The Blomidon Inn offers fantastic dining and a really affordable meal called “The Captain’s Dinner” which consists of five courses of some really awesome dishes that differ on various evenings.  Our meal included a very spicy Lobster Bisque, a choice of the largest Digby Scallops we had ever seen and a very tasty Mediterranean Chicken dish, and for dessert I had the best Cheese Cake ever!  We took our time over dinner, toured a few of the rooms and lingered in the red parlour where a fire crackled happily in the old fireplace.

It’s a lovely place and we thoroughly enjoyed ourselves.  We returned home to change into our modern day pajamas and settle down in front of our own fire.

Democracy 250, 18th Century Costume Ball

A Lovely Event

On October 2, 1758, the first Grand Assembly in this country met in a small wooden building in Halifax, Nova Scotia. This was to be the birth of parliamentary democracy in Canada. There were twenty-two men chosen to represent people from all over Nova Scotia. Although they were all white, protestant, male, and land owners, the democratic process nevertheless grew from that point on, with Nova Scotia leading the way. Read more here.

We had a marvelous time!

Nova Scotia is marking this very important historic date with a year long celebration of events called “Democracy 250”. You can view the schedule of events here. There are all kinds of things going on, one of which we have been privileged to attend.

On Thursday evening an 18th century costume ball was held at the World Trade and Convention centre in Halifax, in their grand ballroom. Although I don’t have the exact numbers I would say that almost 400 people attended the glittering $125.00 per person event. Well worth the money my husband and I agree. Most of the attendees threw themselves happily into the flavour of the evening, the majority arriving in a beautiful array of wonderful and authentic costuming and uniforms.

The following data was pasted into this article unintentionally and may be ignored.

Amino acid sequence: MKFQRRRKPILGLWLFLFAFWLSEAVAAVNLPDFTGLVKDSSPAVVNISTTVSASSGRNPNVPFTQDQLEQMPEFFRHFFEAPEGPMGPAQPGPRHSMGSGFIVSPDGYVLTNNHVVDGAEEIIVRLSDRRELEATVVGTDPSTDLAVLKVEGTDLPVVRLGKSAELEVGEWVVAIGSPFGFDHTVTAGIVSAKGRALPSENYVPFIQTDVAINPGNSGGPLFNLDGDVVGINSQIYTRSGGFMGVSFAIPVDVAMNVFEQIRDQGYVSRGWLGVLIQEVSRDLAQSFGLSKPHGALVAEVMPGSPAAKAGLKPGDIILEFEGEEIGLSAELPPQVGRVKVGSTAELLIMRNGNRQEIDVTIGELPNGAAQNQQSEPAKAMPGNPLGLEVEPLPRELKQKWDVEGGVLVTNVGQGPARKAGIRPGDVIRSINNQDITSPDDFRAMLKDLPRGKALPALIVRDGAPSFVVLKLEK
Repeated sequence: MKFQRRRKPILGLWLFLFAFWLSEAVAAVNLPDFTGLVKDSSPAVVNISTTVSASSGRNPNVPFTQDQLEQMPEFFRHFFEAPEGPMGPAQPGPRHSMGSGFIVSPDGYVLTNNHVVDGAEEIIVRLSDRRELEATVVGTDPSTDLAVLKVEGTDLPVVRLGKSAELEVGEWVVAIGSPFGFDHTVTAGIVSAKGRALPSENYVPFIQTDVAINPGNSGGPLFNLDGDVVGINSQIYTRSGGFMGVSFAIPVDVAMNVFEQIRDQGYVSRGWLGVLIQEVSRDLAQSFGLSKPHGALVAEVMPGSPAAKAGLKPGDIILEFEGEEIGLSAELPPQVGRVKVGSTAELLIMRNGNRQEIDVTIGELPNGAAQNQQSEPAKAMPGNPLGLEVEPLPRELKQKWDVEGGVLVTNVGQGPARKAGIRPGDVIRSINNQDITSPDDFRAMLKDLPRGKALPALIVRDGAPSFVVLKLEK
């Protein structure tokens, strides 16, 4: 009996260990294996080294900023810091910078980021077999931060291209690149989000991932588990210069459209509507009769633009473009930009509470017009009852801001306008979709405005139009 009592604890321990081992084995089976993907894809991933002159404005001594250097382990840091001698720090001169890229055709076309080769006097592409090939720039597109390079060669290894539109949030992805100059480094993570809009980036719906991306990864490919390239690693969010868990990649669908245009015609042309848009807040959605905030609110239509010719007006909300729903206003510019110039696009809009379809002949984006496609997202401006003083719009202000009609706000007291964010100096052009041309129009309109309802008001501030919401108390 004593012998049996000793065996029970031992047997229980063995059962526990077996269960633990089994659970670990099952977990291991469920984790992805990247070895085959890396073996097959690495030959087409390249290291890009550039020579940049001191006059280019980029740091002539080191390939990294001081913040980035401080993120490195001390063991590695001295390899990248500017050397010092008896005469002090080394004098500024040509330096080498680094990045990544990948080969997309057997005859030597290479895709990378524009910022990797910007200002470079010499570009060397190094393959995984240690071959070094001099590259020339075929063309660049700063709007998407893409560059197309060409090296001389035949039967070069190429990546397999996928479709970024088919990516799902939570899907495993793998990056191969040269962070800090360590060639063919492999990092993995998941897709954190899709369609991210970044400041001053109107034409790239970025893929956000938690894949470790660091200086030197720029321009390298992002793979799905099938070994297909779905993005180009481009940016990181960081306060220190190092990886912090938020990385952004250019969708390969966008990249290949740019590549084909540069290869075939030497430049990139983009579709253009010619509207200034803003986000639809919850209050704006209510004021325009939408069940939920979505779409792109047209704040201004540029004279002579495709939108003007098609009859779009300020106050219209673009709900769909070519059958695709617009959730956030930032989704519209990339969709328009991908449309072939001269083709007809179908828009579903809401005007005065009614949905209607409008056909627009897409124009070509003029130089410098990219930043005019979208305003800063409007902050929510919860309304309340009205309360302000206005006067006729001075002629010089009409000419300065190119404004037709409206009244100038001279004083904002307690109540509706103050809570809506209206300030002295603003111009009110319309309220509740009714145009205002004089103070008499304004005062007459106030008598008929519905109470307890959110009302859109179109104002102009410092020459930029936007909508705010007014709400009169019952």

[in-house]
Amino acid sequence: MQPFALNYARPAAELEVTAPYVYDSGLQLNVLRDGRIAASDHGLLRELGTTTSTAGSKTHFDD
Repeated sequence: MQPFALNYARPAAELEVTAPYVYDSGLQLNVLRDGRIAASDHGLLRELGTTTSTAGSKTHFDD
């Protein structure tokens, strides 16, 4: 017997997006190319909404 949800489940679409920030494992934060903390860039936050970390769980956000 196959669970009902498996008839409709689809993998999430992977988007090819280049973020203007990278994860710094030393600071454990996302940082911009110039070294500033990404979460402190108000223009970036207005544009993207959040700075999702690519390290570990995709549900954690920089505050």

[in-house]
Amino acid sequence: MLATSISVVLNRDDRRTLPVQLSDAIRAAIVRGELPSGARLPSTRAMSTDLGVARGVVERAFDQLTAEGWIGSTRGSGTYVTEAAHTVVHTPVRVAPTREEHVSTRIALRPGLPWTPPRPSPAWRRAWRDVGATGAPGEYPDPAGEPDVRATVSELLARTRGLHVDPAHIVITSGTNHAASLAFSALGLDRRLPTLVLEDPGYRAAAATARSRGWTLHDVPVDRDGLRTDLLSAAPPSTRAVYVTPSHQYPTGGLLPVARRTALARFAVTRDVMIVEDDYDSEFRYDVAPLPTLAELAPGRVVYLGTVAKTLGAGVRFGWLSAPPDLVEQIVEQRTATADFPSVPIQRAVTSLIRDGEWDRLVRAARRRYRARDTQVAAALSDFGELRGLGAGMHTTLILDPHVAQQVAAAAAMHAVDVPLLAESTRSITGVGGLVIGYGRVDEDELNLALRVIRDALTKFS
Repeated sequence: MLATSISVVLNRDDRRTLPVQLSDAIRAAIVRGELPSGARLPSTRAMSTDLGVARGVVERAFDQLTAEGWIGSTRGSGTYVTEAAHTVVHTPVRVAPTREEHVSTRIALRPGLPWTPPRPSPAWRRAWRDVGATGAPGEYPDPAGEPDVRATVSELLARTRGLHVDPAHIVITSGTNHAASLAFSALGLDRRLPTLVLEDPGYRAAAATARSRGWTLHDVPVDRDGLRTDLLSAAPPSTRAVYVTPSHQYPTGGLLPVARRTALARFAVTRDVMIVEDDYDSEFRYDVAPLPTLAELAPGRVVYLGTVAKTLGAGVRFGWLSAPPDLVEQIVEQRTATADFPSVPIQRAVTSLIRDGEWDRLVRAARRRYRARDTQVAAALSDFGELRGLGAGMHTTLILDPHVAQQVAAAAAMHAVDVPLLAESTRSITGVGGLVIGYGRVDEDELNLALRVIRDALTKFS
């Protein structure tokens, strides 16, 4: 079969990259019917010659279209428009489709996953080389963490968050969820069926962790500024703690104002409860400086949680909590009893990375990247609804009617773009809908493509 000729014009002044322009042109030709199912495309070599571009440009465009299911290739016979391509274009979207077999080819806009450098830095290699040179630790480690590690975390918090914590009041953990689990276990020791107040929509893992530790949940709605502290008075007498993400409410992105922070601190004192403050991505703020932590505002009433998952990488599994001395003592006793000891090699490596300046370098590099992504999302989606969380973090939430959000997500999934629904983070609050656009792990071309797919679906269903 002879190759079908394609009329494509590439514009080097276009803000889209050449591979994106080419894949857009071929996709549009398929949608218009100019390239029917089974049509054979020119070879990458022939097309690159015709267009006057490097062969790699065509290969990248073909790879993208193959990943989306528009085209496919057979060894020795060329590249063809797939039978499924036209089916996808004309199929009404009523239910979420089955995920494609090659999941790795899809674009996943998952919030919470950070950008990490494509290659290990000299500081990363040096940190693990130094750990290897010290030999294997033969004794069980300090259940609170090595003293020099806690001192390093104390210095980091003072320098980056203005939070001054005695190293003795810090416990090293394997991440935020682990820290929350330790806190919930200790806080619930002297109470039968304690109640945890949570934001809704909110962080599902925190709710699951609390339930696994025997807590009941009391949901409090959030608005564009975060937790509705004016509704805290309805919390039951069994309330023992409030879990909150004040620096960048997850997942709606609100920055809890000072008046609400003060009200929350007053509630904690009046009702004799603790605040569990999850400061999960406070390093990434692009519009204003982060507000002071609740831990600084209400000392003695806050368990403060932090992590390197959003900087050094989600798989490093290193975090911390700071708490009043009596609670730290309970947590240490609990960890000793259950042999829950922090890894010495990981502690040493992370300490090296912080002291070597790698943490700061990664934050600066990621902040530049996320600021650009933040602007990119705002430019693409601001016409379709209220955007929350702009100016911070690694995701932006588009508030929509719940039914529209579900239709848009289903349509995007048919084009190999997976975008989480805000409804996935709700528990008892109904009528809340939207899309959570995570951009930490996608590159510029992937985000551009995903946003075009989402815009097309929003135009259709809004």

The Passage to India was well received

The hour long reception prior to dinner, gave all a chance to chat and admire the dress of their compatriots. The beverages flowed freely and the appetizers were delicious. These were served by the most conscientious of white gloved staff until the piper called us all to dinner. The decor was lovely, the tables elegant and dressed with pristine white table coverings and silver center pieces. The food, which consisted of a five  or six course meal, was very period and yummy and included a delicious harvest squash soup, roast pork, blueberry dessert and finished off with a glass of Port. Although I’ve not often sampled Port, my husband rather likes it, and it did seem a fitting way to end the meal.

"An Officer and a Gentleman"

The King ( George II at the time) was toasted liberally throughout dinner and the conversation was lively and vigorous. The music was provided by the Nova Scotia Symphony which performed in 18th century style. This added a terrific ambiance to the evening. A re-enactment group gave a lovely demonstration of 18th century dance, and the lesson after-wards was greeted with much enthusiasm by the guests, the dance floor being filled to capacity.

We stayed until the Symphony packed up and went home. Although the evening ended early, (it was a Thursday night), I can’t say when I’ve enjoyed myself more. Our compliments go to the organizers, whose skill and attention to detail really made this an awesome evening.